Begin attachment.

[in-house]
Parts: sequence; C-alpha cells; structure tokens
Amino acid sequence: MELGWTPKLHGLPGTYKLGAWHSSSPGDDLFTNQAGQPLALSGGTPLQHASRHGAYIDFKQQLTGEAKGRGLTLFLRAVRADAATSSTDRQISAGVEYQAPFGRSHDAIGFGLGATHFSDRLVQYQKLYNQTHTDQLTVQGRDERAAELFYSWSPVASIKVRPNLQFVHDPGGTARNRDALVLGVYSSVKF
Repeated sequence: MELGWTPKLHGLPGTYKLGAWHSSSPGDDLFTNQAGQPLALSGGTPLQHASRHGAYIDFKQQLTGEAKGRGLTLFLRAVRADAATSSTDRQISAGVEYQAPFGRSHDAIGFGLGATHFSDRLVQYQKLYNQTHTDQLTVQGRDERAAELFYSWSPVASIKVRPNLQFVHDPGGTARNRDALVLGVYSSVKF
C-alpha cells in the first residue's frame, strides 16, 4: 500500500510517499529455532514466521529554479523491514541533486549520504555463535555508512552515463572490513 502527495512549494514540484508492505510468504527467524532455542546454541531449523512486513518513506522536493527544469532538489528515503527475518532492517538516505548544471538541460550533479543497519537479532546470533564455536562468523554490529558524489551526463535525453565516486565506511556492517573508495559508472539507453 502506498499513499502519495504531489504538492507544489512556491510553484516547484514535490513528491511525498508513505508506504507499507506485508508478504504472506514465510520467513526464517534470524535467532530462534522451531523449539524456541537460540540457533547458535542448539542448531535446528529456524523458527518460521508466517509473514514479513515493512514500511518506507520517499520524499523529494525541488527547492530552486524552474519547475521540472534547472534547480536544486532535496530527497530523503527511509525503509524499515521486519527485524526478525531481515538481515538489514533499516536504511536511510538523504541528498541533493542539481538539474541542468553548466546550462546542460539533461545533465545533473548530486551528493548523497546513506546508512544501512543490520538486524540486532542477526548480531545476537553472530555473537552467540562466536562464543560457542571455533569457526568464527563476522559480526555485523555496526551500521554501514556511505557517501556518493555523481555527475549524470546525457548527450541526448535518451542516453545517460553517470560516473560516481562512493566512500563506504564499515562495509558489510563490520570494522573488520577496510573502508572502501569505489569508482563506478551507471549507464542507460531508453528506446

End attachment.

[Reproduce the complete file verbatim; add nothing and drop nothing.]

[in-house]
Parts: sequence; C-alpha cells; structure tokens
Amino acid sequence: MELGWTPKLHGLPGTYKLGAWHSSSPGDDLFTNQAGQPLALSGGTPLQHASRHGAYIDFKQQLTGEAKGRGLTLFLRAVRADAATSSTDRQISAGVEYQAPFGRSHDAIGFGLGATHFSDRLVQYQKLYNQTHTDQLTVQGRDERAAELFYSWSPVASIKVRPNLQFVHDPGGTARNRDALVLGVYSSVKF
Repeated sequence: MELGWTPKLHGLPGTYKLGAWHSSSPGDDLFTNQAGQPLALSGGTPLQHASRHGAYIDFKQQLTGEAKGRGLTLFLRAVRADAATSSTDRQISAGVEYQAPFGRSHDAIGFGLGATHFSDRLVQYQKLYNQTHTDQLTVQGRDERAAELFYSWSPVASIKVRPNLQFVHDPGGTARNRDALVLGVYSSVKF
C-alpha cells in the first residue's frame, strides 16, 4: 500500500510517499529455532514466521529554479523491514541533486549520504555463535555508512552515463572490513 502527495512549494514540484508492505510468504527467524532455542546454541531449523512486513518513506522536493527544469532538489528515503527475518532492517538516505548544471538541460550533479543497519537479532546470533564455536562468523554490529558524489551526463535525453565516486565506511556492517573508495559508472539507453 502506498499513499502519495504531489504538492507544489512556491510553484516547484514535490513528491511525498508513505508506504507499507506485508508478504504472506514465510520467513526464517534470524535467532530462534522451531523449539524456541537460540540457533547458535542448539542448531535446528529456524523458527518460521508466517509473514514479513515493512514500511518506507520517499520524499523529494525541488527547492530552486524552474519547475521540472534547472534547480536544486532535496530527497530523503527511509525503509524499515521486519527485524526478525531481515538481515538489514533499516536504511536511510538523504541528498541533493542539481538539474541542468553548466546550462546542460539533461545533465545533473548530486551528493548523497546513506546508512544501512543490520538486524540486532542477526548480531545476537553472530555473537552467540562466536562464543560457542571455533569457526568464527563476522559480526555485523555496526551500521554501514556511505557517501556518493555523481555527475549524470546525457548527450541526448535518451542516453545517460553517470560516473560516481562512493566512500563506504564499515562495509558489510563490520570494522573488520577496510573502508572502501569505489569508482563506478551507471549507464542507460531508453528506446